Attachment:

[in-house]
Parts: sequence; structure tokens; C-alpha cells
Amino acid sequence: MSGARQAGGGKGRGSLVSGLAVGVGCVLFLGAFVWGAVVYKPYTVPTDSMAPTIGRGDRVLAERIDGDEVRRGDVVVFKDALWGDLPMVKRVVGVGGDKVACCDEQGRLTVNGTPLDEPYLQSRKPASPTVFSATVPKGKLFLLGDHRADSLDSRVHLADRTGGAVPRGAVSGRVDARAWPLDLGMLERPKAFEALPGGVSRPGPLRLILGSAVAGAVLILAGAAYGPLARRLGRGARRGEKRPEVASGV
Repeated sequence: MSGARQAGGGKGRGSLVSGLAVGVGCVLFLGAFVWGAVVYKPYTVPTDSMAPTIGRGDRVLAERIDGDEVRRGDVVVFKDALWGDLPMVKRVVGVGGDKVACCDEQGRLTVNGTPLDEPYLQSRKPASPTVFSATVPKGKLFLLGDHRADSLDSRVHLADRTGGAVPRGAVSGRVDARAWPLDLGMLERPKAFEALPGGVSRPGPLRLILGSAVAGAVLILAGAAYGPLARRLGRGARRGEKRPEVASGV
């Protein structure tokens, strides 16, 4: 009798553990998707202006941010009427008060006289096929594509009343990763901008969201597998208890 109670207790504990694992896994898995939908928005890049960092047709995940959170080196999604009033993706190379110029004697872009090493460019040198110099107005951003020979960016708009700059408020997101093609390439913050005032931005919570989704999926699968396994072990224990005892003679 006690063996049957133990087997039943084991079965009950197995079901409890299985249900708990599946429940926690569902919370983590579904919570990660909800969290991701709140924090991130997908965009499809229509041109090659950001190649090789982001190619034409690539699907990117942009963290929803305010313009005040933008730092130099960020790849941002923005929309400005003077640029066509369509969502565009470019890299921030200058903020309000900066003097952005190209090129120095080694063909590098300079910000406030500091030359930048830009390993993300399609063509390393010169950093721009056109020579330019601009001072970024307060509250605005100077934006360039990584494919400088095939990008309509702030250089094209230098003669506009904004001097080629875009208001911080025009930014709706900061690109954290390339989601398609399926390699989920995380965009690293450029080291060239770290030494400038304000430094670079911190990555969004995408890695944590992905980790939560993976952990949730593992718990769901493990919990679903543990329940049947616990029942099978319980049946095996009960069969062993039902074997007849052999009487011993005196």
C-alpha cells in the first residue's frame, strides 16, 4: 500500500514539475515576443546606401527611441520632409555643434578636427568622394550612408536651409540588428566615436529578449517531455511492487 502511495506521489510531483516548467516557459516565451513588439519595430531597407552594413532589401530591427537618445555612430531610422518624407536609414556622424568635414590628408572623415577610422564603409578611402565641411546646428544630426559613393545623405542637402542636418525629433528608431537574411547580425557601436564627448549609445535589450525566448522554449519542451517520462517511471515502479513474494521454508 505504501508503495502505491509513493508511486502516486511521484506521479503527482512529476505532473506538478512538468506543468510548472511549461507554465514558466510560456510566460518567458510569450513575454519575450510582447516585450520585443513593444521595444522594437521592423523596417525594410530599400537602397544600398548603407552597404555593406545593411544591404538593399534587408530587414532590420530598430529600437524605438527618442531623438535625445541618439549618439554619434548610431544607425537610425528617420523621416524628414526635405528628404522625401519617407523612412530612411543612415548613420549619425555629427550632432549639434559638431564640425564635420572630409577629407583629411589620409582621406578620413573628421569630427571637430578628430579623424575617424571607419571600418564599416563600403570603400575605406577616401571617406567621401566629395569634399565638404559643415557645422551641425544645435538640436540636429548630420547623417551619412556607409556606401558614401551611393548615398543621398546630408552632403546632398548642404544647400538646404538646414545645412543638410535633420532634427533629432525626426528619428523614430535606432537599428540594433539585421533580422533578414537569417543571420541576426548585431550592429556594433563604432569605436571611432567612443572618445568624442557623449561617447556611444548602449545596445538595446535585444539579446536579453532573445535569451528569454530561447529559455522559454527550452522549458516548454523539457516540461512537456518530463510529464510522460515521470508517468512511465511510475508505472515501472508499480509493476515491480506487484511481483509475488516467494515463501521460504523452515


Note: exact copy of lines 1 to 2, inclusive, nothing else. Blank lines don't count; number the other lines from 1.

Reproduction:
[in-house]
Parts: sequence; structure tokens; C-alpha cells